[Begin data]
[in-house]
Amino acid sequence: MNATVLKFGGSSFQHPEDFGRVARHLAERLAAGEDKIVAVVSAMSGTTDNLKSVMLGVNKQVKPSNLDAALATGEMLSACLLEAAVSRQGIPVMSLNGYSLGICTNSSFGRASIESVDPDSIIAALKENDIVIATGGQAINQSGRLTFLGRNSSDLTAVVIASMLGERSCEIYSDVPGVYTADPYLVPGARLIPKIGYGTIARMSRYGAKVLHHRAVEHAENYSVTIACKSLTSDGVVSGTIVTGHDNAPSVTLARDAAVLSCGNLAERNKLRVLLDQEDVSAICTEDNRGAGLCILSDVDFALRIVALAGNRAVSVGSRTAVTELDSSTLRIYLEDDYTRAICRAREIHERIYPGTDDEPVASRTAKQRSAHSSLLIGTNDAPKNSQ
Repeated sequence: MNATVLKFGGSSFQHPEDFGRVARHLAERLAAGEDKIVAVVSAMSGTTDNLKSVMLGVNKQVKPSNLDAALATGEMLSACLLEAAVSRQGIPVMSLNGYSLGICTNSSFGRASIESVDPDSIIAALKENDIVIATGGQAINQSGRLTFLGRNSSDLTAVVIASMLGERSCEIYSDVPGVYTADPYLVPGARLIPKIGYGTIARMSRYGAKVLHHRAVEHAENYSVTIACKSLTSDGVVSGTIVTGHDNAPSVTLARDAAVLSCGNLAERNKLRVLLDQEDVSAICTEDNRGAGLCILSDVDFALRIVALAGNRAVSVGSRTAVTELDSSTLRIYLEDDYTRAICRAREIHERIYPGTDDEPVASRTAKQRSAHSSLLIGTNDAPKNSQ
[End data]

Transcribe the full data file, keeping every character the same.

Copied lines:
[in-house]
Amino acid sequence: MNATVLKFGGSSFQHPEDFGRVARHLAERLAAGEDKIVAVVSAMSGTTDNLKSVMLGVNKQVKPSNLDAALATGEMLSACLLEAAVSRQGIPVMSLNGYSLGICTNSSFGRASIESVDPDSIIAALKENDIVIATGGQAINQSGRLTFLGRNSSDLTAVVIASMLGERSCEIYSDVPGVYTADPYLVPGARLIPKIGYGTIARMSRYGAKVLHHRAVEHAENYSVTIACKSLTSDGVVSGTIVTGHDNAPSVTLARDAAVLSCGNLAERNKLRVLLDQEDVSAICTEDNRGAGLCILSDVDFALRIVALAGNRAVSVGSRTAVTELDSSTLRIYLEDDYTRAICRAREIHERIYPGTDDEPVASRTAKQRSAHSSLLIGTNDAPKNSQ
Repeated sequence: MNATVLKFGGSSFQHPEDFGRVARHLAERLAAGEDKIVAVVSAMSGTTDNLKSVMLGVNKQVKPSNLDAALATGEMLSACLLEAAVSRQGIPVMSLNGYSLGICTNSSFGRASIESVDPDSIIAALKENDIVIATGGQAINQSGRLTFLGRNSSDLTAVVIASMLGERSCEIYSDVPGVYTADPYLVPGARLIPKIGYGTIARMSRYGAKVLHHRAVEHAENYSVTIACKSLTSDGVVSGTIVTGHDNAPSVTLARDAAVLSCGNLAERNKLRVLLDQEDVSAICTEDNRGAGLCILSDVDFALRIVALAGNRAVSVGSRTAVTELDSSTLRIYLEDDYTRAICRAREIHERIYPGTDDEPVASRTAKQRSAHSSLLIGTNDAPKNSQ